PORT-AU-PRINCE, HAITI —
Hip-hop star Wyclef Jean has released a song calling on Haitian voters to cast ballots for one presidential candidate, while the outgoing president's musician son hastily issued his own track touting his father's hand-picked successor.
The musical campaigning comes days before Haitians cast ballots for the next president, legislative races and local offices. The Oct. 25 elections are expected to clear a packed presidential field, leaving the two highest vote getters to compete in a Dec. 27 runoff to become Haiti's next leader.
Jean's reggae-tinged song being shared online over the last few days features the Haitian-American performer giving enthusiastic support to Jude Celestin, the former head of the state-run construction company who is one of the top candidates in this election.
In Haitian Creole, Jean sings: "The time has come, I'm supporting Jude Celestin, to destroy the corruption, to stop the deforestation.'' He calls on people to vote "31,'' Celestin's spot on the ballot, and says he needs a Haitian president who "loves his country and respects the culture.''
Supporters of presidential candidate Jude Celestin arrive to his campaign rally in Croix-des-Bouquets, Haiti, Sept. 27, 2015.
A native of Haiti who rocketed to international fame in the 1990s as a member of the hip-hop trio The Fugees, Jean had sought to be a Haitian presidential candidate himself five years ago but electoral authorities disqualified him because he didn't meet residency requirements.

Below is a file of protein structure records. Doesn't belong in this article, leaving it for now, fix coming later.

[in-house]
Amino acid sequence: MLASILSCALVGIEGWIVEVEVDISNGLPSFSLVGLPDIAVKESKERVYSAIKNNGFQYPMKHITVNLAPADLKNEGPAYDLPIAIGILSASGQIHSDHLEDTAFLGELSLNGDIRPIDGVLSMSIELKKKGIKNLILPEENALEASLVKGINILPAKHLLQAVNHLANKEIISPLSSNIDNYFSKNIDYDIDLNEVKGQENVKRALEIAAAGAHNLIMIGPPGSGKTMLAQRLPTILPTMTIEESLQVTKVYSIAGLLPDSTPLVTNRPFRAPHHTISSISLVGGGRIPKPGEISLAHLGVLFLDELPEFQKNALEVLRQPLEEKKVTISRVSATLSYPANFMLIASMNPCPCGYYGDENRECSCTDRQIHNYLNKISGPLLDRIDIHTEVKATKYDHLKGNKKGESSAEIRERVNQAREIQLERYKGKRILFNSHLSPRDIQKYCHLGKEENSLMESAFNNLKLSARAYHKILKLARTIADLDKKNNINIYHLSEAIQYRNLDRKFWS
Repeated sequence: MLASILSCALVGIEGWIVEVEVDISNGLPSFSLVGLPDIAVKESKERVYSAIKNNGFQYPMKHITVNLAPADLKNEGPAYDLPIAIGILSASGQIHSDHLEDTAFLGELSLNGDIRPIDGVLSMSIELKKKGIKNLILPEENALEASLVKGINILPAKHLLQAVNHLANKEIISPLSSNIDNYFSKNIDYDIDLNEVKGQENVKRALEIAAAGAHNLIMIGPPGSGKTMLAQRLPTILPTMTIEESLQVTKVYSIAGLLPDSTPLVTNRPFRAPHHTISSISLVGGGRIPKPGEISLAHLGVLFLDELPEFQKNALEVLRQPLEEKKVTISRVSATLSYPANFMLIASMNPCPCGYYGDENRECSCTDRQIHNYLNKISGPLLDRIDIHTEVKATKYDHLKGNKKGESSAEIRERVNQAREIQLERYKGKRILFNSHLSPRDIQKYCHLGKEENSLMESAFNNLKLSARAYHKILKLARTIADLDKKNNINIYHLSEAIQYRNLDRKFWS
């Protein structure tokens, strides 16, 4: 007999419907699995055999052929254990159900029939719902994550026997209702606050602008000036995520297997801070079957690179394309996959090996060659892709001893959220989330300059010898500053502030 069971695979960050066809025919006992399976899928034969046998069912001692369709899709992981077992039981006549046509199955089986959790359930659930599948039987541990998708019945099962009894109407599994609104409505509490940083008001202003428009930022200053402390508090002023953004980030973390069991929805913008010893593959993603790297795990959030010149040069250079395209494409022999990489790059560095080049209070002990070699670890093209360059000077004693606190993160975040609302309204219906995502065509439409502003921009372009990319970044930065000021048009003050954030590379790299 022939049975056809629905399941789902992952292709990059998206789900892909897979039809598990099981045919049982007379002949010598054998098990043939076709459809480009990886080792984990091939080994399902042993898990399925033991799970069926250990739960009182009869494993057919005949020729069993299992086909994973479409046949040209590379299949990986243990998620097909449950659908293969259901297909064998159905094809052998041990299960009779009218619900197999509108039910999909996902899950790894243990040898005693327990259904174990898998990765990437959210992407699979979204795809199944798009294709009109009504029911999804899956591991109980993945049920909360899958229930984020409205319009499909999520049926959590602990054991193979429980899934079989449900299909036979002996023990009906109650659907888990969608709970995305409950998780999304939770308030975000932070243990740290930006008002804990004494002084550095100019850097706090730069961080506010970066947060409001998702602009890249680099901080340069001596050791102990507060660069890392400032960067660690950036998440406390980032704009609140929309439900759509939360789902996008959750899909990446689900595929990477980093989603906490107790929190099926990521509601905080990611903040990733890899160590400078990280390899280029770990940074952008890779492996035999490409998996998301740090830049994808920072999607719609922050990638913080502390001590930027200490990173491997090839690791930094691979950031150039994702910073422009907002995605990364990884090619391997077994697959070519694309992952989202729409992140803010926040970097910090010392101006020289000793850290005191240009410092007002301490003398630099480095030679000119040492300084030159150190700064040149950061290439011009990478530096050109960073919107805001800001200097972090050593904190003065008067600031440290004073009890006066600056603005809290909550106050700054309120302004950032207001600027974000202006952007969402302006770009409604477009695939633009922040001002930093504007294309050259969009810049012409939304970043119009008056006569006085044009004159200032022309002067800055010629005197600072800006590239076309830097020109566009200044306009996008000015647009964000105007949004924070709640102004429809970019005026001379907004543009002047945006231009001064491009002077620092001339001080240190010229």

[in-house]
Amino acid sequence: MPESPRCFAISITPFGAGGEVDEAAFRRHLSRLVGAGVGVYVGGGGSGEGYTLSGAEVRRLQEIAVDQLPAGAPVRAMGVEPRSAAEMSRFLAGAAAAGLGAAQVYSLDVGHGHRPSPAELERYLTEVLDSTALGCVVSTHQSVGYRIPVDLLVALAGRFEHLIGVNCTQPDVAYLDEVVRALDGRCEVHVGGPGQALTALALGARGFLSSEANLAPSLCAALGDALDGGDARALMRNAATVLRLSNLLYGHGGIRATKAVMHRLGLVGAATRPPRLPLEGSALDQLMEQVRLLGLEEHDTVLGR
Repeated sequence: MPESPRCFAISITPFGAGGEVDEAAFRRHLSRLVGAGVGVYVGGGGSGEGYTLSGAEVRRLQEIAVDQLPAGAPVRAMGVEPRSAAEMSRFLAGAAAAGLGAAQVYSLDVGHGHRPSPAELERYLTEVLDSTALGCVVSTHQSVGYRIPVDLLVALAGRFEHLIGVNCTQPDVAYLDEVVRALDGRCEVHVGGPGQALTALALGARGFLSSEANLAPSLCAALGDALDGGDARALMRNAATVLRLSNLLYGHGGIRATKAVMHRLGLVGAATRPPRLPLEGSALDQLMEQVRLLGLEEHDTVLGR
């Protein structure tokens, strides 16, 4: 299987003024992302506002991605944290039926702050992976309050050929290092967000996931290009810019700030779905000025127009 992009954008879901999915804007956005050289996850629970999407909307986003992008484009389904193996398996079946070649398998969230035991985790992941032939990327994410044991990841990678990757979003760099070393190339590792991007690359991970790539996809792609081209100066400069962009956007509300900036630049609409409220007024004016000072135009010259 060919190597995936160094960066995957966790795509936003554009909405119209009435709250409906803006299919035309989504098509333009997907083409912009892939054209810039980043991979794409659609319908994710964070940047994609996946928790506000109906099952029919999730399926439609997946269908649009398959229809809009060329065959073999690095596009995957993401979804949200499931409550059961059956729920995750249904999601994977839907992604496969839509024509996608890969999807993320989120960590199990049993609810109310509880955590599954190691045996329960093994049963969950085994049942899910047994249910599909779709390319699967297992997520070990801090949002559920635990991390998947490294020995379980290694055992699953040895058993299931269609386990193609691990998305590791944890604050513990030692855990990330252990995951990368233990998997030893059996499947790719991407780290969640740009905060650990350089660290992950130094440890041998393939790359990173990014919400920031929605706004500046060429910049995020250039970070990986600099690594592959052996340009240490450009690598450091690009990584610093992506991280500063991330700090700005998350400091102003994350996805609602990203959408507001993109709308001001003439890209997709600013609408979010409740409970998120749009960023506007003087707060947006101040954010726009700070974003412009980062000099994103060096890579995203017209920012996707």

He then became one of Haitian pop star Michel Martelly's most high-profile supporters, actively campaigning for his presidential bid. Disputed preliminary results showed Celestin edging out Martelly for a spot in a runoff ballot, but under international pressure Haiti's electoral authorities reviewed the count and eliminated Celestin from the race.
Martelly ended up winning the presidency, taking office in May 2011. He is barred by the constitution from serving a consecutive term.
This time around, Jean says he will travel to Haiti to cast his vote for Celestin, instead of supporting Martelly's chosen successor, Jovenel Moise.
Jean's public endorsement of Celestin was apparently not taken lightly by Martelly's son, Olivier, also a Haitian singer, who released a pop song heavily aided by Auto Tune urging voters to back Moise instead.
In an apparent dig at Jean, he urged people who have been blocked from going to the national palace to "stop complaining'' and trying to "bluff the people.''